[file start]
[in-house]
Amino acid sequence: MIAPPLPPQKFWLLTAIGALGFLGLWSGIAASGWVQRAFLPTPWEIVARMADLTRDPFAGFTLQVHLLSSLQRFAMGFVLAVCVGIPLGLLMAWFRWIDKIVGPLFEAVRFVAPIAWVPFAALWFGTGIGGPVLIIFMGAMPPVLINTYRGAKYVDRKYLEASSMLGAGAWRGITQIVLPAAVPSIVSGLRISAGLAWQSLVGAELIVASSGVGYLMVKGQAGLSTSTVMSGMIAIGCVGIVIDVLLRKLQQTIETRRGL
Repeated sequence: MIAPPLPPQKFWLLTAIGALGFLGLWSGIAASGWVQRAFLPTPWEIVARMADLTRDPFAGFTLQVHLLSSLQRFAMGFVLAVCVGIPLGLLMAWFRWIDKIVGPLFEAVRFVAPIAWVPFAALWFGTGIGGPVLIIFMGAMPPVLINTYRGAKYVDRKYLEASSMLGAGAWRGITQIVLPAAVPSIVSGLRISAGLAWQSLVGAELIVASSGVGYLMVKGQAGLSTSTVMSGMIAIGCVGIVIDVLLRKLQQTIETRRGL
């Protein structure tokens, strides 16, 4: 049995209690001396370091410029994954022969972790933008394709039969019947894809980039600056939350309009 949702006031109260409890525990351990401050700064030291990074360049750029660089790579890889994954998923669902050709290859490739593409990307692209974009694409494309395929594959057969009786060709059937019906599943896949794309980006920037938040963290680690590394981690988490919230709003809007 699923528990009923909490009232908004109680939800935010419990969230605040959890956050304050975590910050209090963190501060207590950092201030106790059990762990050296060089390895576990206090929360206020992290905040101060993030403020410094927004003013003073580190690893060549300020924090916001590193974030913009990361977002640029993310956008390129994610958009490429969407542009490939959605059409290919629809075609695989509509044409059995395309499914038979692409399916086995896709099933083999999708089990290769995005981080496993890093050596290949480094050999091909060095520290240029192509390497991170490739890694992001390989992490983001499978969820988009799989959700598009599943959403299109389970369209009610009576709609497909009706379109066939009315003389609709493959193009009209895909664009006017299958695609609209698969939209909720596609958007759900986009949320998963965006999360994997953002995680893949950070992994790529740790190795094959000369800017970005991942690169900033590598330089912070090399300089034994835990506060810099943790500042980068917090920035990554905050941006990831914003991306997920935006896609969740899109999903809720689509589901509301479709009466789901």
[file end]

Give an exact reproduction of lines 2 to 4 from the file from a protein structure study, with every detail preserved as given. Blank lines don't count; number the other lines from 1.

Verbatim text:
Amino acid sequence: MIAPPLPPQKFWLLTAIGALGFLGLWSGIAASGWVQRAFLPTPWEIVARMADLTRDPFAGFTLQVHLLSSLQRFAMGFVLAVCVGIPLGLLMAWFRWIDKIVGPLFEAVRFVAPIAWVPFAALWFGTGIGGPVLIIFMGAMPPVLINTYRGAKYVDRKYLEASSMLGAGAWRGITQIVLPAAVPSIVSGLRISAGLAWQSLVGAELIVASSGVGYLMVKGQAGLSTSTVMSGMIAIGCVGIVIDVLLRKLQQTIETRRGL
Repeated sequence: MIAPPLPPQKFWLLTAIGALGFLGLWSGIAASGWVQRAFLPTPWEIVARMADLTRDPFAGFTLQVHLLSSLQRFAMGFVLAVCVGIPLGLLMAWFRWIDKIVGPLFEAVRFVAPIAWVPFAALWFGTGIGGPVLIIFMGAMPPVLINTYRGAKYVDRKYLEASSMLGAGAWRGITQIVLPAAVPSIVSGLRISAGLAWQSLVGAELIVASSGVGYLMVKGQAGLSTSTVMSGMIAIGCVGIVIDVLLRKLQQTIETRRGL
């Protein structure tokens, strides 16, 4: 049995209690001396370091410029994954022969972790933008394709039969019947894809980039600056939350309009 949702006031109260409890525990351990401050700064030291990074360049750029660089790579890889994954998923669902050709290859490739593409990307692209974009694409494309395929594959057969009786060709059937019906599943896949794309980006920037938040963290680690590394981690988490919230709003809007 699923528990009923909490009232908004109680939800935010419990969230605040959890956050304050975590910050209090963190501060207590950092201030106790059990762990050296060089390895576990206090929360206020992290905040101060993030403020410094927004003013003073580190690893060549300020924090916001590193974030913009990361977002640029993310956008390129994610958009490429969407542009490939959605059409290919629809075609695989509509044409059995395309499914038979692409399916086995896709099933083999999708089990290769995005981080496993890093050596290949480094050999091909060095520290240029192509390497991170490739890694992001390989992490983001499978969820988009799989959700598009599943959403299109389970369209009610009576709609497909009706379109066939009315003389609709493959193009009209895909664009006017299958695609609209698969939209909720596609958007759900986009949320998963965006999360994997953002995680893949950070992994790529740790190795094959000369800017970005991942690169900033590598330089912070090399300089034994835990506060810099943790500042980068917090920035990554905050941006990831914003991306997920935006896609969740899109999903809720689509589901509301479709009466789901």